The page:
|Year : 2021 | Volume
| Issue : 4 | Page : 329-330
Heads-up surgery in ophthalmology
Joint Editor of TJOSR, Vitreoretinal Services, JB Eye Hospital, Salem, Tamil Nadu, India
|Date of Submission||21-Nov-2021|
|Date of Decision||22-Nov-2021|
|Date of Acceptance||22-Nov-2021|
|Date of Web Publication||21-Dec-2021|
Dr. V G Madanagopalan
JB Eye Hospital, Salem, Tamil Nadu
Source of Support: None, Conflict of Interest: None
|How to cite this article:|
Madanagopalan V G. Heads-up surgery in ophthalmology. TNOA J Ophthalmic Sci Res 2021;59:329-30
When an ophthalmologist thinks of surgery, the operating microscope takes center stage. For the past three decades, peering into the surgical microscope has given surgeons the best possible view for tissue manipulation. The unique optics of surgical microscopes with binocular eyepieces had some distinct advantages when compared to the loupes that were in vogue in the preceding years. Depth perception, magnification, and field of view could be adjusted dynamically depending on the needs of a particular surgery or surgical step. As is wont with any technical device, surgeons felt that, despite the benefits offered, the binocular surgical microscope had scope for improvement.
Out of this need was born the heads-up ophthalmic surgical systems. Among the many advantages offered, better ergonomics and surgeon comfort are most important. The prevalence of upper back and lower back pain among ophthalmic surgeons is as high as 30%–50%. Heads-up systems have the potential to rectify this long-standing problem. The use of lower illumination and wider field of view with such systems are also important. The need to constantly use an accommodative effort on the part of the surgeon is eliminated, and older surgeons benefit as their accommodative reserve is reduced. Data from imaging devices that were captured in the preoperative evaluation can be superimposed on the large display screen to fine-tune surgical maneuvers. Integration of intraoperative optical coherence tomography scans helps with the identification of corneal endothelium, anterior capsule, posterior capsule, lens positions, and retinal membranes. The surgeon can gather all these data without looking away from the main display unit. Teaching is greatly aided by the implementation of heads-up surgery (HUS) as trainees, fellows, and assistants have an unhindered wide field perspective just as the surgeon does. The assistant's scope has universally provided inferior visualization when compared to the surgeon's main scope.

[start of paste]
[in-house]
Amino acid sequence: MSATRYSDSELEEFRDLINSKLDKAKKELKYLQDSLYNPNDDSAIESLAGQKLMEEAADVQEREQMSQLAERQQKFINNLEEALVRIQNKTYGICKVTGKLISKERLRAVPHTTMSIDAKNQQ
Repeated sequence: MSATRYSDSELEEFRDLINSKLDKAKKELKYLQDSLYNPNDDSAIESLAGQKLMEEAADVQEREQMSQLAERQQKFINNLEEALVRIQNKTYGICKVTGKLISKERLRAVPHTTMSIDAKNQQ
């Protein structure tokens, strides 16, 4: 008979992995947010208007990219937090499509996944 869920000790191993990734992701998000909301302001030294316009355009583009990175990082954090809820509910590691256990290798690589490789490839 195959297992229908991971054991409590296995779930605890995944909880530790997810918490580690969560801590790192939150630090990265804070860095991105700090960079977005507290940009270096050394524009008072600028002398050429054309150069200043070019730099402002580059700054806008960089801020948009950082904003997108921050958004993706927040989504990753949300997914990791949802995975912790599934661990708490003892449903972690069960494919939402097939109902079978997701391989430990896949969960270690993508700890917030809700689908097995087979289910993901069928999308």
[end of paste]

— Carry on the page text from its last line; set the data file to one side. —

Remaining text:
Vitreoretinal surgeons were the first to explore the use of HUS, as augmented stereopsis and depth perception were especially suited to their work such as peeling of fine membranes and diabetic dissections., Moreover, unlike conventional optical microscopes that require the use of higher levels of illumination for visualization in the dark microenvironment at the back of the eye, HUS with their superior cameras allowed for work in lower illumination that could potentially limit light-induced retinal damage.,, These advantages of visualization coupled with surgical comfort ensured that surgeons in other ophthalmic subspecialties caught on to the trend and began using HUS. It has to be mentioned that switching between 3D HUS and conventional eyepiece-assisted surgery is straightforward, and so clinicians were quick to try the new innovation. When surgeons switch between conventional microscopic viewing to HUS, there was a small learning curve which was noted to increase the duration of surgery.
Altered color of tissues, difficulties in depth perception, substandard resolution in the periphery, less than satisfactory sharpness of an image, a small lag between surgical events and their display on screen, and the need to turn the head to one side to look at the display unit are often cited as difficulties by surgeons in using HUS. The need for larger floor space in the operating room to install the systems and the high costs are currently an impediment to the widespread adoption of this technology.
In practice, the NGENUITY 3D system (Alcon, Fort Worth, TX, USA), ARTEVO 800 3D (Carl Zeiss Meditec, USA), Proveo 8 3D (Leica, Wetzlar, Germany), and TRUGLOW 3D (Appasamy Associates, Pondicherry, India) are the HUS systems available to ophthalmologists. Essentially, there are four components to 3D HUS. The crux is a high-dynamic range 3D camera that offers high resolution, excellent image contrast, and enhanced depth of focus. Next, a high-speed graphics processing unit is responsible for real-time integration of the stereoscopic images and providing clarity of the anatomical structures during precise microsurgery. A large (around 50–55 inch) immersive 3D display unit with 4k organic light-emitting diode ultra-high-definition screens is used for visualization of anatomic structures and overlaid imaging and/or technical data. Finally, the surgeon is required to wear 3D circular polarized glasses.
In conclusion, a logical progression to automation and extended reality taking up more responsibilities in the ophthalmic surgical domain is expected in the near future. Ensuing applications and subsequent cumulative developments will provide for robotic surgical interventions. Phasing out dependence on optical systems and introducing complete digital viewing is a long-awaited first step in this exciting journey.
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